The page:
OK sure, but how do we know it works?

Science: Independent tests conducted at the laboratories of Bangor University show that eto far out-performs the more conventional wine-preservation methods on the market today.

Taste: This is where you come in… At Park Vintners we’re carrying out a blind taste test comparing freshly opened wine with its eto 7 day preserved equivalent.  This will take place on the evening Friday 10th March in the shop and we’d love for you all to come down and taste the difference.

Tom is based on the Wimbledon Park grid, is a dad at Wimbledon Park Primary School, and   is a proud Welshman  – “eto” is Welsh for “again” as the decanter allows you to enjoy your wine again and again… and  we’re very excited to get the chance to be involved in the taste test

www.etowine.com is the website or follow their news on Twitter, Facebook & Instagram

So that’s tasting next week, what about this week?

This week we’ll open Nisia ‘Old Vines’ Verdejo 2015, Rueda, Spain (£17.99) it is from really old vines in Rueda, the youngest were planted in 1942, and went down a storm at a recent private tasting we did.  A crackingly complex white wine with a flavour profile that is similar to Sauvignon Blanc, but a softer finish.

Red wine drinkers will swirl, slurp and swoosh with Malbrontes Malbec Torrontes 2015, Mendoza, Argentina (£12.79) where the Malbec is blended with a splash of Torrontes just to give the fruit profile a bit of a lift. Deliciously dark fruited red that we think is perfect for a sirloin Saturday supper.

A Wedding Proposal…

Friday, February 24th, 2017

Fellow Wine Lovers,

So, how does it feel now that the dust has settled and the wonderful reality is starting to set in?

I’m referring, of course, to that romantic proposal you received on Valentine’s Day last week!  Did he get down on bended knee?  Had she made your favourite pudding?  Were you in the pub?  Up a mountain?  On a beach?  Was there a ring at the ready or was it an impromptu number fashioned out of paper clips?  And did you say yes?!

Assuming that the answer was in the affirmative and that everyone has been told (heaven forfend we spill the beans before Aunt Phillida knows) then now you have a whole set of new challenges to face.

The prospect of a dress that costs more than your student loan debts and will hold its value in much the same way.

A tailored morning suit that will be prove to be a superb investment over and over again when you go to Ascot and the Opera and all the other society events during the season.  Except you don’t go to Ascot and you had the suit fitted when you had been going to the gym for months in preparation for the wedding and now, well, now you don’t seem to find as much time for weights and treadmills.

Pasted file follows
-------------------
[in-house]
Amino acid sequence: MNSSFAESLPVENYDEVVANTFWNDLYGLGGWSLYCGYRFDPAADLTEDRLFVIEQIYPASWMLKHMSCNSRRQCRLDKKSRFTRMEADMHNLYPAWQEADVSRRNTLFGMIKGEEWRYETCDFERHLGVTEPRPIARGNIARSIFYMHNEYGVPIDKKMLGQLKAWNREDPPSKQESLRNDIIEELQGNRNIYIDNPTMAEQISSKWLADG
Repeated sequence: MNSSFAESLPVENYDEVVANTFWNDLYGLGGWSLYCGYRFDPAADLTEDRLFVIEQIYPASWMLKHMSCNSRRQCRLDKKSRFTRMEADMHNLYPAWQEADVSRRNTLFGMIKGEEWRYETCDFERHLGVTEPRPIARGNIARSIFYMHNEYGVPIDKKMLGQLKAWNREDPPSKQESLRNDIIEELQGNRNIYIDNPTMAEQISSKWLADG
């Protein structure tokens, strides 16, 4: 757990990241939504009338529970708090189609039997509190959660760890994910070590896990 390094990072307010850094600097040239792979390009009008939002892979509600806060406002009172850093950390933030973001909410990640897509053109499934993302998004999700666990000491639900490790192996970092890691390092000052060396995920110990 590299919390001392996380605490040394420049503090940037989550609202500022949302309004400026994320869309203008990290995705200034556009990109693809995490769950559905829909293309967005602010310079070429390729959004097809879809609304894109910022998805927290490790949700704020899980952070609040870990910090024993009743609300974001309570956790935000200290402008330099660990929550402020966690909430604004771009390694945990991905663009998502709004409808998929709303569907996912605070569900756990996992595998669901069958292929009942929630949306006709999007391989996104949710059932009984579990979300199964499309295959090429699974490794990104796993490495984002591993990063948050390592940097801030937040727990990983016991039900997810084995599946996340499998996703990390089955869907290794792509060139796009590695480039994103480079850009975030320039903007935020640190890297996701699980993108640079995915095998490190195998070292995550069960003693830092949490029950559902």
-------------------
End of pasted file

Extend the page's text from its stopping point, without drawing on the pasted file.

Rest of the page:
Soon, you’ll become an expert in marquee dimensions and hard wearing carpet; in flowers and place settings; in etiquette; in invitation writing; in smoked salmon mousse and many, many forms of chicken; in canapés; in cakes, too; perhaps even in wine and Champagne?

What we do

It’s here that we can help.  In the hundred years since we joined the wine trade we have helped out with all manner of weddings and their wines.  Deliveries to restaurants, hotels, marquees, fields, barns, beach-houses – you name it, we’ve rolled up in the trusty Volvo with a bootfull of red, white and fizz, some beer and a couple of nice bottles for the best man and ushers.  It’s what we do.

So if you, or anyone in your near vicinity, are planning on getting married soon and are looking for top notch wedding wines, we really should be involved.  We’ll match wines to food and to budget; we’ll then arrange a tasting of these potential wines with you, which is always the fun part; we’ll advise on quantities and potential pitfalls and we’ll deliver in the trusty Volvo.  It’s what we do!

What else do we do?

We run a shop – as I think most of you know!  The other day a chap called Tom walked in to this shop of ours and we had a chat.  Tom is a product designer and has come up with a rather novel and interesting approach to wine preservation that rather appealed to us.  He was going to send us some notes about his product but I suspect is up to his eyeballs in silicon and glass somewhere in his lab, so I’ll try and give you the gist.

In simple terms, it’s a redesigned bottle that you pour your bottle of wine into.  You then pour and drink from this, as you would normally, and when you have finished for the night but not finished the wine, there is a clever plunger action that expels all the air, thus preserves the wine.  I tasted a bottle that had been in this contraption for 7 days against a bottle of the same wine that had been opened 5 minutes previously and I have to say there was barely anything between the two wines – in fact the 7 day old one I slightly preferred!

The product is still being road tested, which is where you come in.  On 10th March, on the Friday evening, Tom will be in with a wine that has been in his product for 7 days and we will taste it against a wine we will have opened that evening – the same wine, of course.  Ideally, we’ll do a white and a red dependent on how many prototypes Tom has available and it would be great if you could come and help us taste the wines and give your opinion.  Don’t worry, we’ll remind you again over the next few weeks but thought it might be good to introduce you to the concept now.